If you’re like me and you go to way too many scientific and professional meetings, it’s easy to get jaded. I am trying to limit my travel to stuff that 1) I can afford; and 2) actually interests me. One meeting I am totally geeked up for is the Open Science Summit in Berkeley, California from July 29-31, and organized by Joseph Jackson and his merry band of paradigm-shifting partners in crime:
The well known “10/90” gap references the fact that only 10% of biomedical spending goes toward conditions that affect 90% of the world’s population. Under this regime, “diseases of the poor,” such as malaria, are neglected, while companies focus on “blockbuster” drugs for conditions that affect citizens of the wealthiest nations. This situation, appalling though it is, actually grossly understates the systemic flaws of the prevailing biomedical innovation paradigm. Framing this as a tradeoff between Market vs Social Values or the need for balancing commercial interests with public health, implies that the bio-pharma industrial complex works for what it purports to do. If only we could find some way to engage or tweak existing mechanisms, we’ll make it through. Wrong!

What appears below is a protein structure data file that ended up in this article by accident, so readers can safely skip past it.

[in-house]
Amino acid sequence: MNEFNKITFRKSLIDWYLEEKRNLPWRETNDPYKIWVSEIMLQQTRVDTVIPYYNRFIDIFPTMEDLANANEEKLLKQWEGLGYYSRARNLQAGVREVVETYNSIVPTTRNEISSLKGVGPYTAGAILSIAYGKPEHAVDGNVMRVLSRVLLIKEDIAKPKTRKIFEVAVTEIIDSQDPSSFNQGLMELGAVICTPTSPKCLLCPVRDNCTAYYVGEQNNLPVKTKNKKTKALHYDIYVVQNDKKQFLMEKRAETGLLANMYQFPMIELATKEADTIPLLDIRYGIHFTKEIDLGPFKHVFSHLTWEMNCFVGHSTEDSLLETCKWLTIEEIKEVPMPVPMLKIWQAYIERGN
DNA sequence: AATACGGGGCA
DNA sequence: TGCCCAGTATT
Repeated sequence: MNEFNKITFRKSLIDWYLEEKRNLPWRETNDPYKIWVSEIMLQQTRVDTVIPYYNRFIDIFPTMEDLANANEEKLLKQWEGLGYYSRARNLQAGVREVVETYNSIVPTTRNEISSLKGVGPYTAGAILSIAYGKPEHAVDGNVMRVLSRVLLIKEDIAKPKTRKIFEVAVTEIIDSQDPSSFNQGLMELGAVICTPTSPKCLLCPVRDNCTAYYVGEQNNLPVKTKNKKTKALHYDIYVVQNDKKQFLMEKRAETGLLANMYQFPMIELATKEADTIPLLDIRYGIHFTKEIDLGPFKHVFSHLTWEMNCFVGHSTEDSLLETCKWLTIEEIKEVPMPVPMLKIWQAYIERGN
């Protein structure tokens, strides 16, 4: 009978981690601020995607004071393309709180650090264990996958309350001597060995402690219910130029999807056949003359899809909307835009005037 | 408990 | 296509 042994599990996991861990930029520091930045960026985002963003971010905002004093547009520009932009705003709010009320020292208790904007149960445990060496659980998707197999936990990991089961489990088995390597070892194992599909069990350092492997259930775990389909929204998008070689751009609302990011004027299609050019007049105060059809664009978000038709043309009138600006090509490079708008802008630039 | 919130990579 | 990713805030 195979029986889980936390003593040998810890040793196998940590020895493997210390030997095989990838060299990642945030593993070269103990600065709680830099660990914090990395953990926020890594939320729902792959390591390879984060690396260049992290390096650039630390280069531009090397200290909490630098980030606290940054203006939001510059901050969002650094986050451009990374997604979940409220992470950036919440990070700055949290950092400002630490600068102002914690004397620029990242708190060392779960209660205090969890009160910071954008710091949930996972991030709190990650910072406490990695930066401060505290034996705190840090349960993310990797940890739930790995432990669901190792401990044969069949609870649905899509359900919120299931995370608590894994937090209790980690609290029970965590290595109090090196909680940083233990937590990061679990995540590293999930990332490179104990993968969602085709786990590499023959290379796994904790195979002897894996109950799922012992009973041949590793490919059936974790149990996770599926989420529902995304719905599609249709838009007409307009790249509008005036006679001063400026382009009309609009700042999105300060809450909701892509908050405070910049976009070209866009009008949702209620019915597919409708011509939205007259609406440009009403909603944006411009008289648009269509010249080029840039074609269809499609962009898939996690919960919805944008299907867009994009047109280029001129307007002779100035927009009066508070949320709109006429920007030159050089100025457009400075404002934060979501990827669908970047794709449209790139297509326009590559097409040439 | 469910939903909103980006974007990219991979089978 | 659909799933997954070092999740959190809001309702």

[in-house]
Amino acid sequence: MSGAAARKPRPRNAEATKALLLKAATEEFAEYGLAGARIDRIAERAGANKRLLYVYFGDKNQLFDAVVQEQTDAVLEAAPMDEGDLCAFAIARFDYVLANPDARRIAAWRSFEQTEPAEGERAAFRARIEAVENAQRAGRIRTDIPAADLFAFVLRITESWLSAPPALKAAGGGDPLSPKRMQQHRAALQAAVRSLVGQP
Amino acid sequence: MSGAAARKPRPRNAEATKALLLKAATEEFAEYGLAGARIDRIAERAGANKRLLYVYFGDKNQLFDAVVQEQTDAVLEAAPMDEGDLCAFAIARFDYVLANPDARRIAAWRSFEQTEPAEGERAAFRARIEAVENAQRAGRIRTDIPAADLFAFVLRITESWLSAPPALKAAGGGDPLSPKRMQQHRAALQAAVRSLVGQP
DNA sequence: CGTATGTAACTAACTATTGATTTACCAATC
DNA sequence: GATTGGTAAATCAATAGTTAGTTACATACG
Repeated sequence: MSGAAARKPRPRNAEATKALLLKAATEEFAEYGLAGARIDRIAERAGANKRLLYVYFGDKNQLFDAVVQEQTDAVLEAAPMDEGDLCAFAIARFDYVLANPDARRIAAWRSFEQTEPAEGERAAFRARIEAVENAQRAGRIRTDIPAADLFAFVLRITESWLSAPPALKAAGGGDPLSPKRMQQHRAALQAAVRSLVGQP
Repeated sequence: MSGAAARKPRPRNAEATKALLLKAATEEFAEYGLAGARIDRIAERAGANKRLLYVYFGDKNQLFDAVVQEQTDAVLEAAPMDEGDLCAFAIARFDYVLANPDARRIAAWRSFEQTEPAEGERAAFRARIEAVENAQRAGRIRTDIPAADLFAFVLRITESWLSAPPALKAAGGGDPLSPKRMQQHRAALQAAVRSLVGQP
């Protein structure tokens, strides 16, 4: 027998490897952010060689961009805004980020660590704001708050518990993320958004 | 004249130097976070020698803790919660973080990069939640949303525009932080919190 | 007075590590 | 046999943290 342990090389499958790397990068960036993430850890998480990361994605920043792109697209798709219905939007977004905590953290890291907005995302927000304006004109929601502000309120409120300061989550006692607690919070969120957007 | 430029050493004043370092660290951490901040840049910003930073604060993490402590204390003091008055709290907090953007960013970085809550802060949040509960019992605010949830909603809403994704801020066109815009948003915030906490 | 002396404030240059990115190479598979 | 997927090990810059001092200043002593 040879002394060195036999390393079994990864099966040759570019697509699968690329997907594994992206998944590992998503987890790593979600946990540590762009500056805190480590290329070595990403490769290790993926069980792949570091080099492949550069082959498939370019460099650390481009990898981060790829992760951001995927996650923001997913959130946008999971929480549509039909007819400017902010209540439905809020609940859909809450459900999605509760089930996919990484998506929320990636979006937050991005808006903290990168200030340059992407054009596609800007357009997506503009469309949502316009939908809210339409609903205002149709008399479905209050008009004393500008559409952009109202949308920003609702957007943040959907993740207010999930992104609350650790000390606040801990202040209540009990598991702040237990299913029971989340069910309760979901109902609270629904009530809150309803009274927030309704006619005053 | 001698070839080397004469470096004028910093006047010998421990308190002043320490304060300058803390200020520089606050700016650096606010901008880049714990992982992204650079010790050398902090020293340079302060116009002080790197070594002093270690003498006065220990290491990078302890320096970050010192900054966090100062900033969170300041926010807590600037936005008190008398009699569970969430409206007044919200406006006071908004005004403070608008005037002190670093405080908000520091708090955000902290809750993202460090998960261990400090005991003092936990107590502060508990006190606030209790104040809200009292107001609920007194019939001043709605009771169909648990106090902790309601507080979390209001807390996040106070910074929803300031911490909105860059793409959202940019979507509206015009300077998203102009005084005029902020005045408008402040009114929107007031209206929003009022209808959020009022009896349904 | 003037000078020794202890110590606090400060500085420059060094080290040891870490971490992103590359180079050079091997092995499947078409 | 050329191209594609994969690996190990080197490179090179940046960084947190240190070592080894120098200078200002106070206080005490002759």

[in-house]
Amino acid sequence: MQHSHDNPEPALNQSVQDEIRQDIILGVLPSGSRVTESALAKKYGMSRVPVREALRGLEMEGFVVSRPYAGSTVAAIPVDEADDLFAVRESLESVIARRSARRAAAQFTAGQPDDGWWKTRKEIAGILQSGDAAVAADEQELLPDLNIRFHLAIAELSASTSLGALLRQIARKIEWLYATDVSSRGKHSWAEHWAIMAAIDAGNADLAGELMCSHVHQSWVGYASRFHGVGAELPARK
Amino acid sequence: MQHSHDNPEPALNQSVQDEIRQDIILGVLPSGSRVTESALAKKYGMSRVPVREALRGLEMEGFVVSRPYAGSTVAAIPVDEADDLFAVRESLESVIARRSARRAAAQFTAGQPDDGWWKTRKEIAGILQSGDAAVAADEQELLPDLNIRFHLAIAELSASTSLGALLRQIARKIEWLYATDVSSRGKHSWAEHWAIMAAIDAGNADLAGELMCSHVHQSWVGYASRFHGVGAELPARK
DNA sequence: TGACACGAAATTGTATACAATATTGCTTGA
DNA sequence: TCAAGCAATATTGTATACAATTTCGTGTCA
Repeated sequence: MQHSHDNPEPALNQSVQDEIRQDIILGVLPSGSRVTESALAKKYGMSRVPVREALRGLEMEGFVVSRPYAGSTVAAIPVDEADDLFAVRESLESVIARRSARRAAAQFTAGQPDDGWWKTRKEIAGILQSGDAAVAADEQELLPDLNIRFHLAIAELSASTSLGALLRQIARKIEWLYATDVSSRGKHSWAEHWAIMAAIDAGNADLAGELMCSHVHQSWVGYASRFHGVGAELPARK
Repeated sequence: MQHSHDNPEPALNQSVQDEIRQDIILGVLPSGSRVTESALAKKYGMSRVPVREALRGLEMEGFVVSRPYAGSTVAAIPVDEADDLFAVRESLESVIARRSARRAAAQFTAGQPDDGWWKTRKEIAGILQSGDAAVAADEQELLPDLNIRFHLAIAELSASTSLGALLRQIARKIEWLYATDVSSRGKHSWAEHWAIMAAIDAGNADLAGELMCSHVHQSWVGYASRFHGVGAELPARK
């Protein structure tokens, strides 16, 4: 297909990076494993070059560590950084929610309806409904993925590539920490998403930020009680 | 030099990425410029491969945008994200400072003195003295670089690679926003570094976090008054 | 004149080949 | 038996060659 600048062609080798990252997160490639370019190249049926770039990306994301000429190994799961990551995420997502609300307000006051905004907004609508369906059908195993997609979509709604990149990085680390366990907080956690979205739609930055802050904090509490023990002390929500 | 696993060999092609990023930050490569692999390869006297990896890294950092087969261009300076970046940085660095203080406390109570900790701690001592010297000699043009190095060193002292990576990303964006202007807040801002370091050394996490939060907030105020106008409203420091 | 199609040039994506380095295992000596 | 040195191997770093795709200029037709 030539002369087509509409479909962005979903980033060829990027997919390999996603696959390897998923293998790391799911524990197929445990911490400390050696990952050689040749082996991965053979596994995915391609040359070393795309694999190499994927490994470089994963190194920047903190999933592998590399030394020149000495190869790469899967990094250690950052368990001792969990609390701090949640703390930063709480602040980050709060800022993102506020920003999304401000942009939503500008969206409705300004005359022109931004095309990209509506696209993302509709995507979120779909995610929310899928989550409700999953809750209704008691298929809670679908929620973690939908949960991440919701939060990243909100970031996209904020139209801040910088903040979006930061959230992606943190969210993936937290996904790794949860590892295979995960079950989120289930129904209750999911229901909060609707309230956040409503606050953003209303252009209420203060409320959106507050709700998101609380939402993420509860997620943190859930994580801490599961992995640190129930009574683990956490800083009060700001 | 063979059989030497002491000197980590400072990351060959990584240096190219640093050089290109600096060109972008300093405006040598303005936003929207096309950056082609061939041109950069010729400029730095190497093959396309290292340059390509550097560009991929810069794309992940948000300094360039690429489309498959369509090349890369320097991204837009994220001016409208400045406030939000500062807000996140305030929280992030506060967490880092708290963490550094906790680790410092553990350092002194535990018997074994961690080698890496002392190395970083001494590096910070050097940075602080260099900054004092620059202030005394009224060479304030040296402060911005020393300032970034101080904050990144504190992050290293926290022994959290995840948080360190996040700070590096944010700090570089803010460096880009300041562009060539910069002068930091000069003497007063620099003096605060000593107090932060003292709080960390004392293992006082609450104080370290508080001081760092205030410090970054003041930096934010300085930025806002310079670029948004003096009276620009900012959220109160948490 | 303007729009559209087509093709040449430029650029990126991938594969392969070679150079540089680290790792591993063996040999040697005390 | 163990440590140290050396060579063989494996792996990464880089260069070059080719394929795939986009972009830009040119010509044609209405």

There will be sessions on synthetic biology, gene patents, open data/open access, biodefense, microfinance, entrepreneurship, drug discovery, tech transfer, and more. There will be smart, talented and good-looking presenters (and, uh, me). And it’s cheap!
Why am I pimping this so hard? I am supportive of the cause. These are ideas and approaches that are less likely to be embraced by funding agencies and academia (as you will learn in my forthcoming book). I like and respect the organizers and want to see them succeed.
See you in Berzerkeley!